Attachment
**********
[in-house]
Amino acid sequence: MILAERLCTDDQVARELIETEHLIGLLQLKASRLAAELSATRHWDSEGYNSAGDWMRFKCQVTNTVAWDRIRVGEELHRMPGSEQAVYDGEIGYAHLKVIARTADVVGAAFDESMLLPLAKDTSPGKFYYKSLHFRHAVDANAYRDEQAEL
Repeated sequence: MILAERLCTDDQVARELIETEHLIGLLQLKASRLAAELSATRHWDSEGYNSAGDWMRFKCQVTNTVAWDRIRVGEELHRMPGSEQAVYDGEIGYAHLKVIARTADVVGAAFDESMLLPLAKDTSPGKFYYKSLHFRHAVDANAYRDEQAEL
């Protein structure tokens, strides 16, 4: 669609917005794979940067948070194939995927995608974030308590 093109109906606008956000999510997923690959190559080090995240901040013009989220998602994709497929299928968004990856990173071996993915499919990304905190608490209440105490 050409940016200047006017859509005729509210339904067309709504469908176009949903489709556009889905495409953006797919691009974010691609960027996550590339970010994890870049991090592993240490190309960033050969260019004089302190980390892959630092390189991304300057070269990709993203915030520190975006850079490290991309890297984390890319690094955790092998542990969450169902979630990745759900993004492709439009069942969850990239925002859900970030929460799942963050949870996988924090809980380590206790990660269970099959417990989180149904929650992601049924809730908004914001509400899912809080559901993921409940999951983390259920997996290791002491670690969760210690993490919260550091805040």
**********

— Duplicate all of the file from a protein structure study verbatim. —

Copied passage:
[in-house]
Amino acid sequence: MILAERLCTDDQVARELIETEHLIGLLQLKASRLAAELSATRHWDSEGYNSAGDWMRFKCQVTNTVAWDRIRVGEELHRMPGSEQAVYDGEIGYAHLKVIARTADVVGAAFDESMLLPLAKDTSPGKFYYKSLHFRHAVDANAYRDEQAEL
Repeated sequence: MILAERLCTDDQVARELIETEHLIGLLQLKASRLAAELSATRHWDSEGYNSAGDWMRFKCQVTNTVAWDRIRVGEELHRMPGSEQAVYDGEIGYAHLKVIARTADVVGAAFDESMLLPLAKDTSPGKFYYKSLHFRHAVDANAYRDEQAEL
């Protein structure tokens, strides 16, 4: 669609917005794979940067948070194939995927995608974030308590 093109109906606008956000999510997923690959190559080090995240901040013009989220998602994709497929299928968004990856990173071996993915499919990304905190608490209440105490 050409940016200047006017859509005729509210339904067309709504469908176009949903489709556009889905495409953006797919691009974010691609960027996550590339970010994890870049991090592993240490190309960033050969260019004089302190980390892959630092390189991304300057070269990709993203915030520190975006850079490290991309890297984390890319690094955790092998542990969450169902979630990745759900993004492709439009069942969850990239925002859900970030929460799942963050949870996988924090809980380590206790990660269970099959417990989180149904929650992601049924809730908004914001509400899912809080559901993921409940999951983390259920997996290791002491670690969760210690993490919260550091805040």